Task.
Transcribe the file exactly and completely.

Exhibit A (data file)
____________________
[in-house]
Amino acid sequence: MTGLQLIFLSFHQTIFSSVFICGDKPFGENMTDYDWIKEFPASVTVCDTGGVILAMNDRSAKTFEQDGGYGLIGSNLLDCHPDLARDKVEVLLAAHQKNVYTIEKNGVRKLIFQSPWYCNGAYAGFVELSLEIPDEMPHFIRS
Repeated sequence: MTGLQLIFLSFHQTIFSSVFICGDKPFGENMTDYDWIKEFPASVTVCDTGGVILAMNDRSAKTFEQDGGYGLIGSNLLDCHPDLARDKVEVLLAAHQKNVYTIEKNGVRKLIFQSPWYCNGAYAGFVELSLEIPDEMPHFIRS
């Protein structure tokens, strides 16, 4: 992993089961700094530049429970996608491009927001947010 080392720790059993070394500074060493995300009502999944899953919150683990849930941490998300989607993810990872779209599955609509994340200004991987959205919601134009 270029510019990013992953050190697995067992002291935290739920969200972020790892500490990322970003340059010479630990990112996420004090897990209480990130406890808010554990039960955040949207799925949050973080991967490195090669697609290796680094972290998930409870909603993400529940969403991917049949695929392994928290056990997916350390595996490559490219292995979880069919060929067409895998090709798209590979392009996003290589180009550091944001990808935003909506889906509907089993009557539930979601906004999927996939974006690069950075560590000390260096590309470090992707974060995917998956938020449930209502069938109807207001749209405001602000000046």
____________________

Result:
[in-house]
Amino acid sequence: MTGLQLIFLSFHQTIFSSVFICGDKPFGENMTDYDWIKEFPASVTVCDTGGVILAMNDRSAKTFEQDGGYGLIGSNLLDCHPDLARDKVEVLLAAHQKNVYTIEKNGVRKLIFQSPWYCNGAYAGFVELSLEIPDEMPHFIRS
Repeated sequence: MTGLQLIFLSFHQTIFSSVFICGDKPFGENMTDYDWIKEFPASVTVCDTGGVILAMNDRSAKTFEQDGGYGLIGSNLLDCHPDLARDKVEVLLAAHQKNVYTIEKNGVRKLIFQSPWYCNGAYAGFVELSLEIPDEMPHFIRS
């Protein structure tokens, strides 16, 4: 992993089961700094530049429970996608491009927001947010 080392720790059993070394500074060493995300009502999944899953919150683990849930941490998300989607993810990872779209599955609509994340200004991987959205919601134009 270029510019990013992953050190697995067992002291935290739920969200972020790892500490990322970003340059010479630990990112996420004090897990209480990130406890808010554990039960955040949207799925949050973080991967490195090669697609290796680094972290998930409870909603993400529940969403991917049949695929392994928290056990997916350390595996490559490219292995979880069919060929067409895998090709798209590979392009996003290589180009550091944001990808935003909506889906509907089993009557539930979601906004999927996939974006690069950075560590000390260096590309470090992707974060995917998956938020449930209502069938109807207001749209405001602000000046």